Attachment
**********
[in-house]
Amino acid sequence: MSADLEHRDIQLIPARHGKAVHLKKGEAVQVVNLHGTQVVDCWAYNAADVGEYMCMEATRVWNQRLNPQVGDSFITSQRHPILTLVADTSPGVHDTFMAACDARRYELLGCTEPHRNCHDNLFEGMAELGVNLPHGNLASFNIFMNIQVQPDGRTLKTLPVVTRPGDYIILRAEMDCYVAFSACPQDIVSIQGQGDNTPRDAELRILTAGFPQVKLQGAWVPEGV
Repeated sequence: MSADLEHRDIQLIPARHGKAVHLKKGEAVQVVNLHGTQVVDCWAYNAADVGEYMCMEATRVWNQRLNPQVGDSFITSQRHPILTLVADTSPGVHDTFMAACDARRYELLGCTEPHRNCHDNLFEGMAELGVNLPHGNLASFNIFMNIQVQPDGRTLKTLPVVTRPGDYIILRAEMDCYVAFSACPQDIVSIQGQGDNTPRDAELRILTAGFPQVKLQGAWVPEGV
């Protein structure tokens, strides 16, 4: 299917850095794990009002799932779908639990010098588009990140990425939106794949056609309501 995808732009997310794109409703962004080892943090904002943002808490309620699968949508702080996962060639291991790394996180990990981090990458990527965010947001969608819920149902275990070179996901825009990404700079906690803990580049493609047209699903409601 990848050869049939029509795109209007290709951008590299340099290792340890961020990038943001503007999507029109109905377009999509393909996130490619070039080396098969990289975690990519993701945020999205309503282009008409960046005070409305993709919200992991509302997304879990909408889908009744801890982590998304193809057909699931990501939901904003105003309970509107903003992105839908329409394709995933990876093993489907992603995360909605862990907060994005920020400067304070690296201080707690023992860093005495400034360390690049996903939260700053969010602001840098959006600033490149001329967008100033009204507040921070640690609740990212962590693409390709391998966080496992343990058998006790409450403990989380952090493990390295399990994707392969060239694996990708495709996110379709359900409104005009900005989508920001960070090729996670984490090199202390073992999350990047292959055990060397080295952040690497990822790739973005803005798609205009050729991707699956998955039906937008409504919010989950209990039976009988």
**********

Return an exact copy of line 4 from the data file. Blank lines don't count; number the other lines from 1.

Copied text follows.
């Protein structure tokens, strides 16, 4: 299917850095794990009002799932779908639990010098588009990140990425939106794949056609309501 995808732009997310794109409703962004080892943090904002943002808490309620699968949508702080996962060639291991790394996180990990981090990458990527965010947001969608819920149902275990070179996901825009990404700079906690803990580049493609047209699903409601 990848050869049939029509795109209007290709951008590299340099290792340890961020990038943001503007999507029109109905377009999509393909996130490619070039080396098969990289975690990519993701945020999205309503282009008409960046005070409305993709919200992991509302997304879990909408889908009744801890982590998304193809057909699931990501939901904003105003309970509107903003992105839908329409394709995933990876093993489907992603995360909605862990907060994005920020400067304070690296201080707690023992860093005495400034360390690049996903939260700053969010602001840098959006600033490149001329967008100033009204507040921070640690609740990212962590693409390709391998966080496992343990058998006790409450403990989380952090493990390295399990994707392969060239694996990708495709996110379709359900409104005009900005989508920001960070090729996670984490090199202390073992999350990047292959055990060397080295952040690497990822790739973005803005798609205009050729991707699956998955039906937008409504919010989950209990039976009988």